#MX = np.max((DT * RHO * (Ux[1:-1,1:-1] * dUx_dx + Uy[1:-1,1:-1] * dUx_dy)).flatten())
    #print(f'max incoming update is {MX}')
    Ux[1:-1,1:-1] -= DT * RHO * (Ux[1:-1,1:-1] * dUx_dx + Uy[1:-1,1:-1] * dUx_dy)
    Uy[1:-1,1:-1] -= DT * RHO * (Ux[1:-1,1:-1] * dUy_dx + Uy[1:-1,1:-1] * dUy_dy)

except: pass

print(f'To make a GIF showing the evolution please run ffmpeg  -framerate 5 -i "results/%0{D}d.png" -vcodec mpeg4 result.avi')

  • $\begingroup$ This is not the Runge-Kutta method. You need to repeat the steps you did to compute RK1 from the current state also for RK2,... starting from the intermediate states. That is, if RK1 = F(U), then RK2 = F(U+DT/2*RK1) etc. This can be decomposed into 2 steps, construction of the intermediate state U_tmp=U+DT/2*RK1 and the evaluation RK2=F(U_tmp). You only did the first, but even that not correctly, and somehow assigned its result as the result of the second step. $\endgroup$ Commented Jan 16, 2022 at 9:01

1 Answer 1


There is a lot of one can mention here, so I am going to kick off things.

  1. CFL is never a sufficient criterion for stability, but a necessary one. That said, just because you adhere the CFL condition, there is no guarantee that you get stable results. This makes absolute sense, since your methods can be arbitrarily bad.

  2. Looks to me you are trying not to solve the "typical" Euler Equations (which are intrinsically for the compressible case) $$ \partial_t \begin{pmatrix} \rho \\ \rho \boldsymbol{u} \\ E \end{pmatrix} + \nabla \cdot \begin{pmatrix} \rho \boldsymbol{u} \\ \rho \boldsymbol{u}^T \boldsymbol{u} \\ (E + p) \boldsymbol{u} \end{pmatrix} = \begin{pmatrix} 0 \\ 0 \\ 0 \end{pmatrix} $$ but instead something like incompressible Navier-Stokes with neglected viscosity, pressures and body forces: $$\nabla \cdot \boldsymbol{u} = 0, \quad \partial_t \boldsymbol{u} + (\boldsymbol{u} \cdot \nabla) \boldsymbol{u} = \boldsymbol{0} $$ The formulation above is overdetermined, since we have $1 +2 $ equations, but only two unknowns: $u_x, u_y$. So okay, just as you did let's not enforce conservation of mass but just evolve $\boldsymbol{u}$ according to the momentum equation: $$\begin{align} u_x &= - u_x\partial_x u_x - u_y\partial_y u_x \\ u_y &= -u_x\partial_x u_y - u_y\partial_y u_y \end{align}$$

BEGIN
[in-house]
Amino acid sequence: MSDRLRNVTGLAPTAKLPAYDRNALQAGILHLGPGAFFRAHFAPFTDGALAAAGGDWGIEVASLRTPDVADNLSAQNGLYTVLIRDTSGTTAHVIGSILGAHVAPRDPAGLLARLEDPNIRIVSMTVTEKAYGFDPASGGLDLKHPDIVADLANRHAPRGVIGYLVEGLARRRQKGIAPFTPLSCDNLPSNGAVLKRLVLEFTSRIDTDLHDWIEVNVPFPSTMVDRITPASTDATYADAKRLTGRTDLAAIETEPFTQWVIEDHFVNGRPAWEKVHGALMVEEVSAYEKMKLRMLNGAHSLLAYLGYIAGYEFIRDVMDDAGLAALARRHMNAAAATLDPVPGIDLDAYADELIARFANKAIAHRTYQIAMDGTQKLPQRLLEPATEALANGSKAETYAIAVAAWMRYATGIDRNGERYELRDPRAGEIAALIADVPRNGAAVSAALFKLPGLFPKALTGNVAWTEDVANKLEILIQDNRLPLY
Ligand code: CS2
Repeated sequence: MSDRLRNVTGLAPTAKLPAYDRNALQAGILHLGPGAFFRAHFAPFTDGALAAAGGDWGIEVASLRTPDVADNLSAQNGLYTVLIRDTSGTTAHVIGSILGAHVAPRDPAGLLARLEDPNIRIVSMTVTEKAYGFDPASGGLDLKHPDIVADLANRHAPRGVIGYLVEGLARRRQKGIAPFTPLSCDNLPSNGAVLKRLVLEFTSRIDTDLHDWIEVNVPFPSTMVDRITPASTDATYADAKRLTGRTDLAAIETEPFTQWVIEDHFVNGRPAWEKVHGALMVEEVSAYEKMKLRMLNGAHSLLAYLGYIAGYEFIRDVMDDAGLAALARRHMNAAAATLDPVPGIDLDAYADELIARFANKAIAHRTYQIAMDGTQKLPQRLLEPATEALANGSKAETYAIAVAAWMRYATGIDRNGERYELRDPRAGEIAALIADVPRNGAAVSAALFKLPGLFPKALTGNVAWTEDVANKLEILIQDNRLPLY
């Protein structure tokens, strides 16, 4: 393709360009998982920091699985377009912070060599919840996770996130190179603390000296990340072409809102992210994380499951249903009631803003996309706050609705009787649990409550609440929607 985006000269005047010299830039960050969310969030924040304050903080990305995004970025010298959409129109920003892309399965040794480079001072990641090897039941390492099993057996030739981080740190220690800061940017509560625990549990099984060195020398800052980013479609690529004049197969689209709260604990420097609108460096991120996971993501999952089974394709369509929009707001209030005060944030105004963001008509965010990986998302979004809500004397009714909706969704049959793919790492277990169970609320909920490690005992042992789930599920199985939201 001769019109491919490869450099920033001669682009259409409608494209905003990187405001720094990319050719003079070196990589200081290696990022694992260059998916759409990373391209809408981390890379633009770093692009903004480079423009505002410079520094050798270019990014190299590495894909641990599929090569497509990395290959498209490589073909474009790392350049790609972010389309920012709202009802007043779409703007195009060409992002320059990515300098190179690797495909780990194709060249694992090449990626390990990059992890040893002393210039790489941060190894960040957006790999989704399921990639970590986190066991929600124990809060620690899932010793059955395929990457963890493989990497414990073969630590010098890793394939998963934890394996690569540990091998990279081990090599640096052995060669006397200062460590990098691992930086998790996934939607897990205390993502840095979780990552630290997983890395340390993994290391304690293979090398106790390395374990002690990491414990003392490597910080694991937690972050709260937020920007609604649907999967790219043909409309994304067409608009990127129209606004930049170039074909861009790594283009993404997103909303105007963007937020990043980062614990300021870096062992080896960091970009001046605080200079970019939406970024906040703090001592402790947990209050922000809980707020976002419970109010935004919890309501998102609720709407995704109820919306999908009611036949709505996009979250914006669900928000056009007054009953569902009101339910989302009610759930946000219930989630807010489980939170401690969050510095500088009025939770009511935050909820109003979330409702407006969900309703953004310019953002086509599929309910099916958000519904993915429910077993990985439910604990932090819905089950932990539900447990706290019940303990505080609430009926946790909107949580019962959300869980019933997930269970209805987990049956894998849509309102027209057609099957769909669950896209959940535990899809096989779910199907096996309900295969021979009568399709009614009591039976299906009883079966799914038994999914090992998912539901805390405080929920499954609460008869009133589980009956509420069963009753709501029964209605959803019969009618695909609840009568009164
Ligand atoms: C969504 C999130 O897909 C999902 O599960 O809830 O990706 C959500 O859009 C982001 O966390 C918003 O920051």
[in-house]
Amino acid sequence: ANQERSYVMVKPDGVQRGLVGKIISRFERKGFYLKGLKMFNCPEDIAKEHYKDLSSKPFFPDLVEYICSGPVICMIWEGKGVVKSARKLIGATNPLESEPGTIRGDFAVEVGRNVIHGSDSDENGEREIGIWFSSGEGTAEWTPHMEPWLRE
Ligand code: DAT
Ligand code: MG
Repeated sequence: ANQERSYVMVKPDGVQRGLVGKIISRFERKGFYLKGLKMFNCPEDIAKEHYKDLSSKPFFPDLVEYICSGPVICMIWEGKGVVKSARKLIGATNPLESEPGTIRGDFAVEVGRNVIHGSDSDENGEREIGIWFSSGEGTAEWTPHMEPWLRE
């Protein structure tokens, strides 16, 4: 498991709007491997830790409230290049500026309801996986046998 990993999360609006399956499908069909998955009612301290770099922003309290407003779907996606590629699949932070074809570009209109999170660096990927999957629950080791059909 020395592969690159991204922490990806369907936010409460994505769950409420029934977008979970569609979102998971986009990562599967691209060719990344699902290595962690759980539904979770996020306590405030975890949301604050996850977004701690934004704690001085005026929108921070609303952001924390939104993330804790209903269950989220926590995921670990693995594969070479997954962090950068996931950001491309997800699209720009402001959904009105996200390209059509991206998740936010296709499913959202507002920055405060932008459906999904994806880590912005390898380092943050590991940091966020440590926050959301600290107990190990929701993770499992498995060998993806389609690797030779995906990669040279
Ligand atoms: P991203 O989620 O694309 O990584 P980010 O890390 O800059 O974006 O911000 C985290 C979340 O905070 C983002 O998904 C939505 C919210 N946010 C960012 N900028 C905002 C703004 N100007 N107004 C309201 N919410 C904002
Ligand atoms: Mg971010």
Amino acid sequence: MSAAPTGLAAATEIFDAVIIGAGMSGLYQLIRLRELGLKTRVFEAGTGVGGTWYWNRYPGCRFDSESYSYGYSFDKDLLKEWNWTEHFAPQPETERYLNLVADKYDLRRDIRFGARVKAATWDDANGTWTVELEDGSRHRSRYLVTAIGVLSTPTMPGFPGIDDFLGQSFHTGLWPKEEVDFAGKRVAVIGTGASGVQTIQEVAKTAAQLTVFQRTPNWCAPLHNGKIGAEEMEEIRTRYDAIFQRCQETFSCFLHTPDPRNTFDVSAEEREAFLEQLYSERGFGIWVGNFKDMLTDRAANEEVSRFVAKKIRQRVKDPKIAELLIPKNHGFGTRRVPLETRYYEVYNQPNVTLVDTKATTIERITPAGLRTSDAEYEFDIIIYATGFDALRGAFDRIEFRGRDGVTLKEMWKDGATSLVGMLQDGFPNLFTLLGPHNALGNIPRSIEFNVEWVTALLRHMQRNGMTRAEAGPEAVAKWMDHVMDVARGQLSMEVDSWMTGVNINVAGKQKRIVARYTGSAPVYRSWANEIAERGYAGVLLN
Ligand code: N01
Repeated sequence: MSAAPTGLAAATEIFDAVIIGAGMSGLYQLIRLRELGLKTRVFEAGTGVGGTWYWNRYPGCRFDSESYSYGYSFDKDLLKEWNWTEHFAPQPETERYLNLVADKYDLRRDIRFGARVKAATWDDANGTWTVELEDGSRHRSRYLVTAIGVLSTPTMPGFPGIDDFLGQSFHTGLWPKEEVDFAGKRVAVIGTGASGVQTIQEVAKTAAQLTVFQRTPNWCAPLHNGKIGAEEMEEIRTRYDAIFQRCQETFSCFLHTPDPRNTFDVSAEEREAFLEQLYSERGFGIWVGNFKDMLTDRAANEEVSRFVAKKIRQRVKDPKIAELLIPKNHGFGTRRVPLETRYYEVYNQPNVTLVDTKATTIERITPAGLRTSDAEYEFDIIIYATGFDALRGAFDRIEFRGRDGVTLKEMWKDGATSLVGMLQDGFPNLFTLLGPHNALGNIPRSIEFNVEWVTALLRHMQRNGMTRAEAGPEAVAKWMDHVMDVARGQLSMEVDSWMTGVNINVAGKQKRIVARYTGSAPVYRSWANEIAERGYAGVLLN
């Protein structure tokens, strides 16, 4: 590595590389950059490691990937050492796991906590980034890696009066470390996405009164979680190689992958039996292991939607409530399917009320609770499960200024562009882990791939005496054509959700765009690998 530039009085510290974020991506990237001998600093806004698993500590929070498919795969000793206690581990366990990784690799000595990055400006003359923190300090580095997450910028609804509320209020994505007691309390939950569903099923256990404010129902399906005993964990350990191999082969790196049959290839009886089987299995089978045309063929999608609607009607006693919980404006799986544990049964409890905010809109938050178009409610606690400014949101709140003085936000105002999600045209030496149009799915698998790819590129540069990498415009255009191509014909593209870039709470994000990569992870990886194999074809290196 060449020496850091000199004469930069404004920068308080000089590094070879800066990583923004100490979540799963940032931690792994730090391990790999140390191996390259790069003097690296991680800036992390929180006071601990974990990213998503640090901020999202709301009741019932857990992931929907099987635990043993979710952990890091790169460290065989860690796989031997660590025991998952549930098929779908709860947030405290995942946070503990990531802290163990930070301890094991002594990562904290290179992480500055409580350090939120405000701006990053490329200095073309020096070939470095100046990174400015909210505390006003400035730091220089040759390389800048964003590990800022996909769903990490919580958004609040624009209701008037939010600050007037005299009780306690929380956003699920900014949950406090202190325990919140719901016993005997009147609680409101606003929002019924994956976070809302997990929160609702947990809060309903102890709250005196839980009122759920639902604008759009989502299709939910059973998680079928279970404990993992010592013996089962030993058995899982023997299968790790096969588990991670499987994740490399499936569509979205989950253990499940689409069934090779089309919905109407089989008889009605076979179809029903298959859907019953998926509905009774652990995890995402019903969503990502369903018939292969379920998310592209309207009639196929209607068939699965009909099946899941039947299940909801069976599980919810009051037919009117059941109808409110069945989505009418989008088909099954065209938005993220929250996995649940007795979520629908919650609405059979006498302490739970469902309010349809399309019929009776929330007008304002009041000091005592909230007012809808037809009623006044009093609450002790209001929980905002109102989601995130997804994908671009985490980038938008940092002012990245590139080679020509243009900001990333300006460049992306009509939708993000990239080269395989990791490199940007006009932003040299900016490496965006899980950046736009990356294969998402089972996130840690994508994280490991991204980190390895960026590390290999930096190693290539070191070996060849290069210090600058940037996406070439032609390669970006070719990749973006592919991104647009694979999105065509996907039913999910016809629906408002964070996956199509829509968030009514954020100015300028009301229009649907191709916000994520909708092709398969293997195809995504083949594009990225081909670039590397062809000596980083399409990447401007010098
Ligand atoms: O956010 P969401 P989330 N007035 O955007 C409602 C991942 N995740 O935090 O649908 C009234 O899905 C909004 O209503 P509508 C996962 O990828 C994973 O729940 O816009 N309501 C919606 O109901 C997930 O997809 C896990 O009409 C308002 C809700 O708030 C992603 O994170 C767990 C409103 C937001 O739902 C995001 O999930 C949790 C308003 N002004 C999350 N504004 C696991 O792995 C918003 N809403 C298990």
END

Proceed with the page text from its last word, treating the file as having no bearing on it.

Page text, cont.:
I am not really sure what you are doing with the RK1 quantities, i.e., how you want to obtain the gradients. Maybe it's best to start with Euler for the time discretization and (central) finite differences for the spatial derivatives to get a first, simple version.

  • $\begingroup$ Thanks Dan, I re-wrote it to solve it with the Euler method and indeed it yielded acceptable solutions without tending towards becoming unstable. Thank you for the clarity, could you provide more info (ref?) for the claim "the Euler equations are intrinsically for the compressible case"? Thanks. $\endgroup$
    – Gaston
    Commented Jan 16, 2022 at 11:41
  • $\begingroup$ From Wikipedia: However, fluid dynamics literature often refers to the full set – including the energy equation – of the more general compressible equations together as "the Euler equations" $\endgroup$
    – Dan Doe
    Commented Jan 16, 2022 at 11:43